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The universe is full of many traditions – tailgates before a ballgame, parades commemorating holidays, and trick-or-treating on Halloween. Why does society adhere to traditions? What is the importance of a tradition? Will society ever be content with its current progression? In order for any society to function suitably, there needs to be a foundation to base one’s actions upon. A systematic set of standards and principles for society to follow should always be in place as long as they do not contradict basic human rights. “The Lottery” by Shirley Jackson is a short story that depicts following traditions. In “The Lottery,” the small town is made up of an estimated 300 people. They are gathered around an old black box that desperately needs to be replaced, but the town choses not to due to tradition.
The whole town is present except for Mrs. Hutchinson. She shows up late forgetting that the date is June 27, the day of the lottery. The head of the house, being the oldest male, draws for each family. If their slip of paper is blank, they are deemed safe; however, if their slip of paper has a black dot, the family has to repeat the drawing process. The family member with the black dot on their slip of paper will receive the gruesome fate of being stoned to death. This tradition is kept alive because the villagers believe that a sacrifice is essential for the production of good crops. Jackson insinuates that the lottery is just another insignificant day to the village due to tradition; the process of the lottery only takes an estimate of two hours, and everybody continues with their day. Mr. and Mrs. Adams indicate that various surrounding villages are abolishing the lottery, but Old Man Warner fears that abolishing the lottery will regress the community to a cave-man style of living. Therefore, Old Man Warner does not want to interrupt tradition even though these procedures appear to be harming citizens. The leading tradition depicted in this short story is ritual sacrifice or capital punishment. This is demonstrated when Mrs. Hutchinson is stoned in exchange for the production of good crops.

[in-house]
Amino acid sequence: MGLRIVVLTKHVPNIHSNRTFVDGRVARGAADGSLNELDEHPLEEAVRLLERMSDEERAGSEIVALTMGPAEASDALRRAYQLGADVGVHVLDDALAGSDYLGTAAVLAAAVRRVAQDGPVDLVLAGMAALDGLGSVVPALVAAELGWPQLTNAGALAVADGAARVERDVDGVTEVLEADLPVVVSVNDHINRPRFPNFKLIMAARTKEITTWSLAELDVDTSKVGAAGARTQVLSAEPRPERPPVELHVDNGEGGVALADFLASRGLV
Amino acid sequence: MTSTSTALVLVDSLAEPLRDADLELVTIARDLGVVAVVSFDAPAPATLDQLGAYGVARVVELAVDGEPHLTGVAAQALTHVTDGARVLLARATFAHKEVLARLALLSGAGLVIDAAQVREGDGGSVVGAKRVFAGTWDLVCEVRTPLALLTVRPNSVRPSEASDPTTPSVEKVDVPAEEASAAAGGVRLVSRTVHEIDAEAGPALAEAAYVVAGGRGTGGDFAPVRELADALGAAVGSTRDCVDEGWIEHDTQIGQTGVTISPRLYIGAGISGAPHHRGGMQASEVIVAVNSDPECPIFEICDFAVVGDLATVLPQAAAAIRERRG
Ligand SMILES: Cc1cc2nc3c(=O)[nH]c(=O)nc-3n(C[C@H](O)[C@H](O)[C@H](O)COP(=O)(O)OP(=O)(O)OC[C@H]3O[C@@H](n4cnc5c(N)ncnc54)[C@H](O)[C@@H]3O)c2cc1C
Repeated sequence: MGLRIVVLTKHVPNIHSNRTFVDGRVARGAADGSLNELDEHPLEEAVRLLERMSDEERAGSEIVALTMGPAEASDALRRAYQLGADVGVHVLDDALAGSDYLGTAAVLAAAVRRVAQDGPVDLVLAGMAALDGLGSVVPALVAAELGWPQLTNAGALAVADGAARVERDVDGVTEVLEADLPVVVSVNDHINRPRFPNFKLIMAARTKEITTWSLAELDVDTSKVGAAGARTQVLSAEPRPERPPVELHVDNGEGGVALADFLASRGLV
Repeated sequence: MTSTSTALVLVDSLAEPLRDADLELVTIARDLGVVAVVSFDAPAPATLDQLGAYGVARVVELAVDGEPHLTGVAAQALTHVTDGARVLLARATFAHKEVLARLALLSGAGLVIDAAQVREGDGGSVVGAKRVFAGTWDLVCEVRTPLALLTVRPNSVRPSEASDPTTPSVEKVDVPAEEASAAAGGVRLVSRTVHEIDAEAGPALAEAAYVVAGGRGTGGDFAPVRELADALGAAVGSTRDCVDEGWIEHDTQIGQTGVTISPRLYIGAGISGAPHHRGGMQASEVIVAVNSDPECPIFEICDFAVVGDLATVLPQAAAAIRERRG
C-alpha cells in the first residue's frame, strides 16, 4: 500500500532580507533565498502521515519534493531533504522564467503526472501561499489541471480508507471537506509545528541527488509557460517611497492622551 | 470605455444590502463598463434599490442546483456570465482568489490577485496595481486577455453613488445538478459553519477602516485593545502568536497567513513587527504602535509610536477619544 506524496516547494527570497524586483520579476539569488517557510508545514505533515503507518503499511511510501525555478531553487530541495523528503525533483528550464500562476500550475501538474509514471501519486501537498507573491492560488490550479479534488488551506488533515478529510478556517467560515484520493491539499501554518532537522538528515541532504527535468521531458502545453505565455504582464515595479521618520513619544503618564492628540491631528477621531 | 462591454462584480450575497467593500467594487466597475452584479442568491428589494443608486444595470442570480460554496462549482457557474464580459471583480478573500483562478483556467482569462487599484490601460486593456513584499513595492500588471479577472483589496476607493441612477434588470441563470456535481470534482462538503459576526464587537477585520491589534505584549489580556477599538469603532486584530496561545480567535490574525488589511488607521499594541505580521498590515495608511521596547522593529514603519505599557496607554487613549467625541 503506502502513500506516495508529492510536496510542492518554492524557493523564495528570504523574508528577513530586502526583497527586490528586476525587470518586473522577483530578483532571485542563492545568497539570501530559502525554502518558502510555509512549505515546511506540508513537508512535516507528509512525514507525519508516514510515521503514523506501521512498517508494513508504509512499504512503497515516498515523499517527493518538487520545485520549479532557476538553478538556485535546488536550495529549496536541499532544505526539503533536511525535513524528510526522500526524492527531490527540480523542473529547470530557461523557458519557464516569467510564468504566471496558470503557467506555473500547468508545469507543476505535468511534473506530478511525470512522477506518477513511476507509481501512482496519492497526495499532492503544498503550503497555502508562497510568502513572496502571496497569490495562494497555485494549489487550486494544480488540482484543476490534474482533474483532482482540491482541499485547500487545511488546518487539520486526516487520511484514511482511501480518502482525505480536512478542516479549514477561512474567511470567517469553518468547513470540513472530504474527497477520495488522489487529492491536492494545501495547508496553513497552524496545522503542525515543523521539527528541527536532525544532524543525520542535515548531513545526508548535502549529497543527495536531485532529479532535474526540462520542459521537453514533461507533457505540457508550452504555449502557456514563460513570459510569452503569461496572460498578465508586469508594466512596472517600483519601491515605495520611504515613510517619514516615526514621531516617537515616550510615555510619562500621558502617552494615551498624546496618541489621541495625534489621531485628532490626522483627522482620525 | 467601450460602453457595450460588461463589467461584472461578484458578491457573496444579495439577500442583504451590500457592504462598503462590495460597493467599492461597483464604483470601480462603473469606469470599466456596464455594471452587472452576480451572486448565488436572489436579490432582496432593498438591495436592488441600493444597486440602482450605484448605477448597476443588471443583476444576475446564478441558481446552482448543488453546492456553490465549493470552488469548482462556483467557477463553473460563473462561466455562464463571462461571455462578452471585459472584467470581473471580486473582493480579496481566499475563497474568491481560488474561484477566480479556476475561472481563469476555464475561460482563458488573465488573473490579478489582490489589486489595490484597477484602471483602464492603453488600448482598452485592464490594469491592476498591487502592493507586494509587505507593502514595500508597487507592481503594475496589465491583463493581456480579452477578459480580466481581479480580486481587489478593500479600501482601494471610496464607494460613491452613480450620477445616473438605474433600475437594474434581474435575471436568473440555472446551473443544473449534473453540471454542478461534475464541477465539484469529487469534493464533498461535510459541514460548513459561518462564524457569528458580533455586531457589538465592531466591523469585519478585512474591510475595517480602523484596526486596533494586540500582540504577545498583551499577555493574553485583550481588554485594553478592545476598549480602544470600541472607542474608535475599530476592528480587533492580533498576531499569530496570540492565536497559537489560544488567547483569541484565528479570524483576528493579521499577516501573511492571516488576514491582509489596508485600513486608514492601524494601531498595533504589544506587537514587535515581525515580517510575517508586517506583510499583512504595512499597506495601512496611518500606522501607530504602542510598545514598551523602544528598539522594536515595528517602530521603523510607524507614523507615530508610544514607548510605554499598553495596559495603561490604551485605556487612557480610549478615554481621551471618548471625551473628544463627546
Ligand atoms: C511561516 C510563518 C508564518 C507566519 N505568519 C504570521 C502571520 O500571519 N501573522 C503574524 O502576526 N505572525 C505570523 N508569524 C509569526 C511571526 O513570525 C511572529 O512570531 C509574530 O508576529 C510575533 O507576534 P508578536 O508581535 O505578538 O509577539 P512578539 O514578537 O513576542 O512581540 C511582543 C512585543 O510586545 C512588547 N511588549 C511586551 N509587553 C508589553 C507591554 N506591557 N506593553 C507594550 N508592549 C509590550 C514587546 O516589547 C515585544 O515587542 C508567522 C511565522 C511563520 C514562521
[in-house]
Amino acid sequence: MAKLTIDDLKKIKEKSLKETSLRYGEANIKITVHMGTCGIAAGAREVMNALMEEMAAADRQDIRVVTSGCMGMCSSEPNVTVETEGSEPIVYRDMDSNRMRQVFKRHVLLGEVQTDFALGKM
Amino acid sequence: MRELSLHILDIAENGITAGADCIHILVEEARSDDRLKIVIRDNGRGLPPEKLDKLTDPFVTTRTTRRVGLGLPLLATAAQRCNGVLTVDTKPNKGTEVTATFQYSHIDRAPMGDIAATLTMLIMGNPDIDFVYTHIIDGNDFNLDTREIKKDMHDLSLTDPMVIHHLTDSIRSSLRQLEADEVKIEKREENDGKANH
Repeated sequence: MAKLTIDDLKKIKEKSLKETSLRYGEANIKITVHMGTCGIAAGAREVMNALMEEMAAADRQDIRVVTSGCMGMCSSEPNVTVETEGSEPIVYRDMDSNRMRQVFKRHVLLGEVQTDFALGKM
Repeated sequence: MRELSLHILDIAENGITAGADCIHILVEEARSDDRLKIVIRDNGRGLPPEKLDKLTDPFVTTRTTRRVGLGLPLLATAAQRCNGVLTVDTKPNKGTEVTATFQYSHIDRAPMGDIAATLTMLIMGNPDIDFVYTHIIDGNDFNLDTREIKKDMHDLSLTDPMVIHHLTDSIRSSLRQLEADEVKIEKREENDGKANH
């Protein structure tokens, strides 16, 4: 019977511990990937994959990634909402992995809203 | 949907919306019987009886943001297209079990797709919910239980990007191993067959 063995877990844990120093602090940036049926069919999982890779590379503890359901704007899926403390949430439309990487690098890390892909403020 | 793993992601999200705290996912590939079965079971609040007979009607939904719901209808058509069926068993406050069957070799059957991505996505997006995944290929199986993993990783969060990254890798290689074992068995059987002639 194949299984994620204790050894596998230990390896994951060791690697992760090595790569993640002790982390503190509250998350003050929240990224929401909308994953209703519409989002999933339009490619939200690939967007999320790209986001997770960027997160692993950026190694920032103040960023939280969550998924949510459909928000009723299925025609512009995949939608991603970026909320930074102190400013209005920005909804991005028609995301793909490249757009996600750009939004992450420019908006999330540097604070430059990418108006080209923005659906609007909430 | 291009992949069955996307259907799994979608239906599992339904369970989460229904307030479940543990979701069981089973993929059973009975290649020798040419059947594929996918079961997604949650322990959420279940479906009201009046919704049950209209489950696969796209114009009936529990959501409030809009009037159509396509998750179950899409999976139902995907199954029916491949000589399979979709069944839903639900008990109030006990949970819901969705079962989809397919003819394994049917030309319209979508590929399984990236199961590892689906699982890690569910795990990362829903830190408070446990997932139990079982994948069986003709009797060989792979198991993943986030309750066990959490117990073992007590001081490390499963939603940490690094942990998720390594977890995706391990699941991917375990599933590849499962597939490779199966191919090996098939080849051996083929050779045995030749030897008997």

Evidently, her shrieking indicates she opposes her own stoning and self sacrifice, leading the audience to question if this tradition is a form of punishment. Both ritual sacrifice and capital punishment are utilized throughout history.* According to Patrick J. Shields, author of Arbitrary Condemnation and Sanctioned Violence in Shirley Jackson’s “The Lottery,” “The story itself shows the atavistic nature lurking beneath humankind’s civilized surface and leads the reader to examine such notions as scapegoating, ritual cleansing, gender, class structure, arbitrary condemnation, and sanctioned violence”. Many of these traditions go as far back as the Old Testament.